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Bottoms: a new teen classic?

Ayo Edebiri (left) and Rachel Sennott (right) as Josie and PJ in Bottoms.
via NPR
Ayo Edebiri (left) and Rachel Sennott (right) as Josie and PJ in Bottoms.

Over the years, teen movies adapted to their respective eras. In the 80s, we had movies such as “Revenge of the Nerds,” “The Breakfast Club” and “Fast Times at Ridgemont High.” The 90s were sort of a blur with “Cruel Intentions,” “Dazed and Confused,” “Jawbreakers” and, respectively, “The Craft” and “Scream.” Teen movies hit their peak in the 2000s with movies like “The Princess Diaries,” “Freaky Friday,” “Mean Girls,” “Juno,” “Superbad,” “The Sisterhood of the Traveling Pants” or the occasional awkward and unnecessary Hilary Duff movie cameo. 

Rachel Sennott and Emma Seligman have created a new cult classic teen movie masterpiece. “Bottoms,” starring Ayo Edebiri (The Bear) and Rachel Sennott (Shiva Baby), is about two teen lesbian losers who create an all-women fight club to get closer to their crushes. One element that differentiates “Bottoms” from older cult classics, it appeals to the LGBTQIA+ audience. Unlike many teen movies, “Bottoms” specifically was meant for the girls, the gays and the girl gays. If we look back, teen movies didn’t really have queer characters and if you saw one in between the lines, they would be compelled into heterosexuality (Ryan Evans from “High School Musical”) or they would become the stereotype of their sexuality (Lexa Kom Trikru From “The 100”). 

Sennott and Seligman brilliantly make fun of these tropes and create a raunchy high school rom-com filled with queerness, exaggerated humor and satire. What also makes Bottoms a really interesting movie is the randomness of the casting. Starring alongside Sennott and Edebiri are actors Nicholas Galatzine (“Purple Hearts”), Havana Rose Liu (“No Exit”), Ruby Cruz (“Willow”), Miles Fowler (“Women of the Movement”), ex-football player Marshawn Lynch and model Kaia Gerber. Although an unconventional cast, each person plays an important part in the plot.

Ayo and Rachel play Josie and PJ, the two lesbian losers who have crushes and want to lose their virginity to the two most popular girls in school, Brittany (Gerber) and Isabel (Liu). Accompanied by Hazel, played by Ruby Cruz, Josie and PJ create an all-women fight club to protect women from their school’s homicidal arch-nemesis football team, but mainly as a front to try to date Brittany and Isabel. Faced with many obstacles, Josie and PJ form a bond with the club members and end up saving their school’s football team from their bloodthirsty arch rivals.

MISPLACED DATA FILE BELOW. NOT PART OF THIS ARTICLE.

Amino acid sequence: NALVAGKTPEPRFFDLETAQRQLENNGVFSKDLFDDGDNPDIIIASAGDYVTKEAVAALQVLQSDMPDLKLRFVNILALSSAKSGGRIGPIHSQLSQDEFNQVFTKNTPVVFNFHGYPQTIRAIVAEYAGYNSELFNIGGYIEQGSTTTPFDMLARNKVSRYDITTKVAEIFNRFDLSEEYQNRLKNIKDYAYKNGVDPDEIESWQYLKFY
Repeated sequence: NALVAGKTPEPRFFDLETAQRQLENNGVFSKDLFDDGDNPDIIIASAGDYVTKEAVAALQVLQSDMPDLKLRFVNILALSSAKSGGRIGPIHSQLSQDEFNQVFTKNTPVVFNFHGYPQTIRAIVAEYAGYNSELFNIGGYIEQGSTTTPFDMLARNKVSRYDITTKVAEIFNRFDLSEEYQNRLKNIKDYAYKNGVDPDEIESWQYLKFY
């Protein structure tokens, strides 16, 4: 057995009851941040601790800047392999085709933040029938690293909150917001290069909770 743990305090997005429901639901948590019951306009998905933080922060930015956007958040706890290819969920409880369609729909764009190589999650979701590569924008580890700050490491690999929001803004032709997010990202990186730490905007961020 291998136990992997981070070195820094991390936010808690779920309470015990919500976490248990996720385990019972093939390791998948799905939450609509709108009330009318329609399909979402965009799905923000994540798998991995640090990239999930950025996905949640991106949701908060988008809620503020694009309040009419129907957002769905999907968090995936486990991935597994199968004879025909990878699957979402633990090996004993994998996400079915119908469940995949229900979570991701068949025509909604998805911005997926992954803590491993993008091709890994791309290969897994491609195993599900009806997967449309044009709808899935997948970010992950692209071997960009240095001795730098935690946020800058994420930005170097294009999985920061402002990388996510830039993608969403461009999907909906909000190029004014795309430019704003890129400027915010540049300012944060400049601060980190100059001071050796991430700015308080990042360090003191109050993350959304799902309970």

Another element that makes “Bottoms” unique to the teen movie cult classic genre is the soundtrack. With songs by British pop artist Charli XCX and American composer Leo Birenberg, the movie truly encompasses the cringeworthy, exaggerated and girly pop feeling. 

Sennott and Edebiri’s performances were amazing. Recently entering the acting world, Edebiri is not what you would expect from a newcomer but she encompasses the teen lesbian loser role incredibly well and has become a favorite of the film. Sennott is no stranger to the typical girl loser role. Starring in “Shiva Baby” in 2020, Sennott plays Danielle, who attends a funeral with her Jewish parents and encounters her ex-girlfriend and sugar daddy in a really tense environment. Although Sennott and Edebiri are usually seen in supporting roles, they take charge in the film and make Josie and PJ memorable characters. 

“Bottoms” was a really fun watch and very funny. Initially, I felt like it was going to be a flop considering that queer women in film only work if the screenplay is a period piece, hence the movies “Ammonite,” “Portrait of a Lady on Fire,” etc. Although those films are a great watch, they can be a bit depressing. “Bottoms” is quite the opposite. Instead of a gloomy atmosphere, the movie mostly takes place in an adolescent environment, a high school. Filled with unruly teenage hormones, Sennott, Edebiri and Seligman navigate the complex world of teen loser lesbians, the difficulty posed to try and get a girlfriend and, of course, the inevitable power of friendship.

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Victoria Macao
Victoria Macao, Reporter
Victoria Mação  (she/her) has high expectations for her long-awaited senior year and amazing plans for the brilliant future ahead of her. Mação  is an athlete (track runner/soccer player), a history lover, a straight “A” student with the longest list of possible colleges to attend that you will ever see, and is a complete dreamer girl. One good way to briefly describe Mação  is by mentioning her cool outfits, great hair, and absolute passion for aesthetic video making. With this being Mação's first year as a reporter for The Crimson Times, she is really looking forward to brainstorming and writing amazing stories for our school newspaper.

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